Gloomy prime minister says Glasgow can only be ‘a way station’ to stopping the climate emergency
One day before the crucial summit in Glasgow, an increasingly gloomy prime minister appealed to countries to “get their act together” to rescue the event from the risk of total failure.
“Where we stand today, there is no chance of us stopping climate change next week,” Mr Johnson said, speaking at the G20 summit in Rome.
“There is no chance of us getting an agreement next week to limit climate change to 1.5 degrees.
“What we could conceivably do if everybody gets their act together, what we could do, is get an agreement that means that Cop26 in Glasgow is a way station that allows us to end climate change.”
Beijing has disappointed No 10 by refusing to budge on its plan to reach peak emissions no later than 2030 – rejecting Mr Johnson’s plea to bring that forward to 2025.
With Mr Jinping skipping the summit, there appears little prospect of a deal to prevent global temperature rises of more than 1.5C since industrialisation.
Currently, the planet is “way off track”, the United Nations has warned, on a path to 2.7C – and, experts say, 2.1C even if existing CO2-cutting commitments are kept.
Just 7.5 per cent would be chopped off predicted annual greenhouse gas emissions in 2030 – far from the 47 per cent reduction that is needed.
India, Saudi Arabia and Turkey are among other major emitters that have yet to submit new plans for cutting emissions by 2030 to the UN.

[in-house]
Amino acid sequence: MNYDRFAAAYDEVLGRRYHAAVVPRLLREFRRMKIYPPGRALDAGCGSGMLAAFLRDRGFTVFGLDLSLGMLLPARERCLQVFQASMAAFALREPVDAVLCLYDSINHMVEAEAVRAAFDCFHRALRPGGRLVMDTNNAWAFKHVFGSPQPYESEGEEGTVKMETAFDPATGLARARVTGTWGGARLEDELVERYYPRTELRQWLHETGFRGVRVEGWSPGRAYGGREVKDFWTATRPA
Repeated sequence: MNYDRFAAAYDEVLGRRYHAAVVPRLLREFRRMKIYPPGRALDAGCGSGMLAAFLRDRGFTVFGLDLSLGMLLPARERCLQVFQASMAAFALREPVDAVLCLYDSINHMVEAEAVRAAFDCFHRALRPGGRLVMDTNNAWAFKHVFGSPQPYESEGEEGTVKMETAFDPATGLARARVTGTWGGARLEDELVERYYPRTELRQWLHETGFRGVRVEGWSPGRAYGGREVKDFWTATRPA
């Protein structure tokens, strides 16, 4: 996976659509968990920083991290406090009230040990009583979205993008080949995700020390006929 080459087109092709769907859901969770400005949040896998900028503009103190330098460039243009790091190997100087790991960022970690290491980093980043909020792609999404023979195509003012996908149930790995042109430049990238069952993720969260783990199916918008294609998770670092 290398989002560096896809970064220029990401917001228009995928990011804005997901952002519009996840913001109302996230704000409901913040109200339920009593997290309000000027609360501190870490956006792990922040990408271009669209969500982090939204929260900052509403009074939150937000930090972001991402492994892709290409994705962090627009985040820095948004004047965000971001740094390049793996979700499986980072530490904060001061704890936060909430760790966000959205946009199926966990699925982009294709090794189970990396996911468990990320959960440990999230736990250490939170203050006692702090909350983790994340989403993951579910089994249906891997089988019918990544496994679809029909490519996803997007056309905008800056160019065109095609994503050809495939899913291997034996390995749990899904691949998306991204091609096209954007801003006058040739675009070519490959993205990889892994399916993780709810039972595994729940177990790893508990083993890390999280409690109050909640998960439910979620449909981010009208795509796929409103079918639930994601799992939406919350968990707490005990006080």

Mr Johnson also repeated his apocalyptic warning that civilisation could collapse “like the Roman Empire” unless the climate emergency is averted.
Speaking in the famous Colosseum, he said: “The Roman Empire, they weren’t expecting it and they went into reverse – we had a Dark Ages. It’s important to remember things can get dramatically worse.”
The prime minister’s spokesman denied he was increasingly gloomy, insisting he had always believed that success at Cop26 was “an extremely difficult challenge”.
However, on Friday, No 10 said its aim for the summit was commitments to “halve emissions by the end of this decade”, to keep a 1.5C temperature rise within sight.
The UK is declining to push for a tougher “rachet” mechanism – to force countries to prove progress towards announced goals every two years, instead of five – apparently fearing that would not be agreed
And Cop26 will not attempt to agree a specific figure for reducing expected gigatonnes of carbon dioxide emitted by 2030, which will await further summits.